Chamonix couldn’t be much more different than the archetypal French ski resort. For one you won’t be based in a high altitude, purpose built concrete monstrosity; and unless you base yourself on one mountain and stick to it you’ll either have to catch a bus or drive to the slopes each day. In fact, Chamonix breaks every rule when it comes to a French resort, it not only a dislocated ski area but you can’t even ski back into town. And, on top of that, the terrain in very steep and very challenging, with more to interest the expert than anyone else – and even then a mountain guide is required for much of Chamonix’s most famous and spectacular skiing.

But although Chamonix is neither convenient, nor conventional, it is special. Chamonix is without doubt the spiritual home of alpine mountaineering and one of the top ski resorts in the world. The views are quite simply breathtaking as the Chamonix valley cuts deep between the Aiguilles Rouges and the Mont Blanc Massif; with Mont Blanc, Europe’s highest mountain, looking serenely on. The ski runs are steep and committing, high and long, with some of the best vertical descents in the world. So if you prefer your skiing wild and steep Chamonix may be the place to ski. But be warned, there are those who never leave.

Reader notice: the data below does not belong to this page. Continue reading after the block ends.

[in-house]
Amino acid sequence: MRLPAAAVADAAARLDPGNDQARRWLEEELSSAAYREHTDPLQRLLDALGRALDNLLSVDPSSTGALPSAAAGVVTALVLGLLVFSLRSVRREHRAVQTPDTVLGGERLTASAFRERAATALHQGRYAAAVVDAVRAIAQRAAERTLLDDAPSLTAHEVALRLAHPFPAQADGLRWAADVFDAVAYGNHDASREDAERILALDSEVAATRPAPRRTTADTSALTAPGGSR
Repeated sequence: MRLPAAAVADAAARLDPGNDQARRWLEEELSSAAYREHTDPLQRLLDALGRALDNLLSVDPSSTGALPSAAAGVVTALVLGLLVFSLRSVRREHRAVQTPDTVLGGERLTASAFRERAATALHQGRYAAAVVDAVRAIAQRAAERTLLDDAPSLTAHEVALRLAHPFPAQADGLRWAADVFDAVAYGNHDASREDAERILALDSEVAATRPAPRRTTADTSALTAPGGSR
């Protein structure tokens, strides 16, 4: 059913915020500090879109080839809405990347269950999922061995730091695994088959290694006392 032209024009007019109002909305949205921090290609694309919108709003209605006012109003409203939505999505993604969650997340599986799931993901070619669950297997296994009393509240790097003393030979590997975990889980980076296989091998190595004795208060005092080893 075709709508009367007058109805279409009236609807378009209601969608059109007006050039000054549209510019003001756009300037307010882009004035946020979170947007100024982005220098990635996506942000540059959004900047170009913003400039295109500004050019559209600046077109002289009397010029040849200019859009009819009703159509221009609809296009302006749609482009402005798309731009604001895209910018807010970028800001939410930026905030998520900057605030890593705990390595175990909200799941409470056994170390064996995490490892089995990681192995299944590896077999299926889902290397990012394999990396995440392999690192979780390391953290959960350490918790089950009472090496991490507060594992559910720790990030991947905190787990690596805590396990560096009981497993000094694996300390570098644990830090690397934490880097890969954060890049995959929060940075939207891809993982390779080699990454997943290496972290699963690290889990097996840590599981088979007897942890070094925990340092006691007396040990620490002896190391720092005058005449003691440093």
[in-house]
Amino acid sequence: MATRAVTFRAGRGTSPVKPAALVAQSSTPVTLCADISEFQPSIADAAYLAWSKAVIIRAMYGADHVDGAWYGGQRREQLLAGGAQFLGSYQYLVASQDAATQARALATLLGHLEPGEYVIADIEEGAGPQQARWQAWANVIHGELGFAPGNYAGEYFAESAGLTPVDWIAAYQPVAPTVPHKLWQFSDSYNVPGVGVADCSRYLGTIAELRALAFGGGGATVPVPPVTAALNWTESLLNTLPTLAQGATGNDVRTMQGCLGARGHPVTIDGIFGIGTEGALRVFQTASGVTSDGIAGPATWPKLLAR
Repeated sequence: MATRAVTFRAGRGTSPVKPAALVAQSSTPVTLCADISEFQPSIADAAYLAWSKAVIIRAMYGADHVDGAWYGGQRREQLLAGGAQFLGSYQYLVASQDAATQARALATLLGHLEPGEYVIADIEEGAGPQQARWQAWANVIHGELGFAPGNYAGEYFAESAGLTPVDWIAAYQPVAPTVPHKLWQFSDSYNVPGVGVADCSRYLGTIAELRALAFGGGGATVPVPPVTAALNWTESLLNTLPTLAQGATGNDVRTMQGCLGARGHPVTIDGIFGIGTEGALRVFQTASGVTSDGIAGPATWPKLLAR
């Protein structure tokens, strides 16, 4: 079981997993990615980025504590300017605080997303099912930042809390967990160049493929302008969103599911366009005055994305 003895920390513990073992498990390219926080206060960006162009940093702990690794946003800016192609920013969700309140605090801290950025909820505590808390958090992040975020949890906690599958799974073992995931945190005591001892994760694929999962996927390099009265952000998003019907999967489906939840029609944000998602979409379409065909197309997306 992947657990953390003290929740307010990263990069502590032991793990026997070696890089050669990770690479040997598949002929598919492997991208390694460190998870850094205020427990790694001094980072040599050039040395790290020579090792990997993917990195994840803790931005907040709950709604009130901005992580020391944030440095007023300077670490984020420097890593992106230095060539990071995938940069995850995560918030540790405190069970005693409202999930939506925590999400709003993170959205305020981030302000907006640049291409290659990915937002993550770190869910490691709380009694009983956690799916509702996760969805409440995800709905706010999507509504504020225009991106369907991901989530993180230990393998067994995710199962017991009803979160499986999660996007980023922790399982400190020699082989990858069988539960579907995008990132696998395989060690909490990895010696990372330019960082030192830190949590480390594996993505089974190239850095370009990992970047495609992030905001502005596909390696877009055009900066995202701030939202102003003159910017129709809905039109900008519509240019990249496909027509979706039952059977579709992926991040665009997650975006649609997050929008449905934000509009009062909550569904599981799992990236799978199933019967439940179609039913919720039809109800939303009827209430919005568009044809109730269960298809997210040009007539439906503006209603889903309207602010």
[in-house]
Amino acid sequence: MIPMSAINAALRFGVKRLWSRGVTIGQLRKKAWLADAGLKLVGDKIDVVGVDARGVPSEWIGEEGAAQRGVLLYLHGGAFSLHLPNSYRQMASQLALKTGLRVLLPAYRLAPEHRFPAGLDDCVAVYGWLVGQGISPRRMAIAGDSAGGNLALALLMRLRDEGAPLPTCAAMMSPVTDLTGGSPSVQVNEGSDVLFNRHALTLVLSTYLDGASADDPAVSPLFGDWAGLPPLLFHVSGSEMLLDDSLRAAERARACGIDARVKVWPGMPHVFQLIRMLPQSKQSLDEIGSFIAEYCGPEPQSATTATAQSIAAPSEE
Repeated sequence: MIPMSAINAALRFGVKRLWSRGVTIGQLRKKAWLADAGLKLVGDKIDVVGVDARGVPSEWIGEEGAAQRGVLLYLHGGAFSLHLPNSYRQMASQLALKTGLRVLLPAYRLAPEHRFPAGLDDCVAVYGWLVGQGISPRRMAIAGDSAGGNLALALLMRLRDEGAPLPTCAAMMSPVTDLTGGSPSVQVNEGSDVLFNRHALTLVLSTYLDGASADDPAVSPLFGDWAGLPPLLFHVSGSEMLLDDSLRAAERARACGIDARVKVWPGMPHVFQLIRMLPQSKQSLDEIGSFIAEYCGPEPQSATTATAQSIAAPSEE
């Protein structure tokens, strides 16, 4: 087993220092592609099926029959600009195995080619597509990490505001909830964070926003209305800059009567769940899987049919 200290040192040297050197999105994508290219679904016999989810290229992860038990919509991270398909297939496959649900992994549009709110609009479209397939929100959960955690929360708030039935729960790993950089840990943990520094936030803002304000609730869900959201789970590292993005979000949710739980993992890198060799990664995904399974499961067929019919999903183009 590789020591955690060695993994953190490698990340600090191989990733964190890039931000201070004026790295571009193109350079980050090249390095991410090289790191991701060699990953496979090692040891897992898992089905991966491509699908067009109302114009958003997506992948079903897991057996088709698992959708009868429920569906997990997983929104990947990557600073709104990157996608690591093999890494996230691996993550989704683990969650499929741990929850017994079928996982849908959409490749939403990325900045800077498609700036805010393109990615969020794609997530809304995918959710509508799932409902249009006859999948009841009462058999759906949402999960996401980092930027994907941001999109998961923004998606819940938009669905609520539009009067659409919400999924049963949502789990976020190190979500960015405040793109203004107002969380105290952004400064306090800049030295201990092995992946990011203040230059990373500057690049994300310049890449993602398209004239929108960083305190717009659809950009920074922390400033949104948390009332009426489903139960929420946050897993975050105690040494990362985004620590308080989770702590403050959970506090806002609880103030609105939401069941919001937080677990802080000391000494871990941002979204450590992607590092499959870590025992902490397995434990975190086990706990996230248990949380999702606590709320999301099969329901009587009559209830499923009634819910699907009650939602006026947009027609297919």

Chamonix has long been established as a tourist town and has a rich heritage as an alpine center. Chamonix is a bustling town with scores of restaurants, bars, cafes and hotels. The center is pedestrianized with cobbled streets and squares, beautiful period buildings and the river Arve flowing through it. Not everything is perfect. Unsightly modern buildings have been built on the periphery of Chamonix but these are largely in Chamonix Sud, away from the historic center. But where there were once lovely old buildings falling into disrepair a renewed effort has been put into smartening up the center of town and efforts are under way to try and ease the traffic which skirts around the pedestrianized center. Chamonix’s shops once dealt solely in high tech mountain equipment and tacky souvenirs, and whilst both still abound there are now plenty of fashionable boutiques for the visitors; and the squares and cafes are often full with shoppers and sightseers gawking at the tumbling glaciers and snow capped peaks.